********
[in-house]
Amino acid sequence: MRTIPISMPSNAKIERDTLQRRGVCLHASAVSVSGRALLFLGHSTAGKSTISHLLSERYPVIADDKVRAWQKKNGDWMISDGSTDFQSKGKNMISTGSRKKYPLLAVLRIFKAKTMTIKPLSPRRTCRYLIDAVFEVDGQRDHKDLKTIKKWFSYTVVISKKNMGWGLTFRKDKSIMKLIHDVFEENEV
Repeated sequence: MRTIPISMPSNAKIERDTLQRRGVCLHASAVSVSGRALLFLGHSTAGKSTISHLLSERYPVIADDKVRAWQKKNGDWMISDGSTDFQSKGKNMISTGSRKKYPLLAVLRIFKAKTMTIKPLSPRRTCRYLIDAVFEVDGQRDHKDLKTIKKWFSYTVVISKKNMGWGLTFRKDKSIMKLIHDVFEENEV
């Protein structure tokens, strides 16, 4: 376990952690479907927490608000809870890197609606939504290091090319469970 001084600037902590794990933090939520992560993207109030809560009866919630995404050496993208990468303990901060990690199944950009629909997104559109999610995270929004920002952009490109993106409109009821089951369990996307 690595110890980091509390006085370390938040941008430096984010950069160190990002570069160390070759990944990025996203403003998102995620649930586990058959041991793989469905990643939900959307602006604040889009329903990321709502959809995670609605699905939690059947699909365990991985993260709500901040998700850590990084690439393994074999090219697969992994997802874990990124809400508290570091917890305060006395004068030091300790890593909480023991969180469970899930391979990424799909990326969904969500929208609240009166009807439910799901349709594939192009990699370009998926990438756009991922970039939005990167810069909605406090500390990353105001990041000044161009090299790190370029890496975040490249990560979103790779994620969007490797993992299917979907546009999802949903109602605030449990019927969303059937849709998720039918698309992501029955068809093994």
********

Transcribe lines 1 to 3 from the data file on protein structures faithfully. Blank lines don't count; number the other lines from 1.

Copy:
[in-house]
Amino acid sequence: MRTIPISMPSNAKIERDTLQRRGVCLHASAVSVSGRALLFLGHSTAGKSTISHLLSERYPVIADDKVRAWQKKNGDWMISDGSTDFQSKGKNMISTGSRKKYPLLAVLRIFKAKTMTIKPLSPRRTCRYLIDAVFEVDGQRDHKDLKTIKKWFSYTVVISKKNMGWGLTFRKDKSIMKLIHDVFEENEV
Repeated sequence: MRTIPISMPSNAKIERDTLQRRGVCLHASAVSVSGRALLFLGHSTAGKSTISHLLSERYPVIADDKVRAWQKKNGDWMISDGSTDFQSKGKNMISTGSRKKYPLLAVLRIFKAKTMTIKPLSPRRTCRYLIDAVFEVDGQRDHKDLKTIKKWFSYTVVISKKNMGWGLTFRKDKSIMKLIHDVFEENEV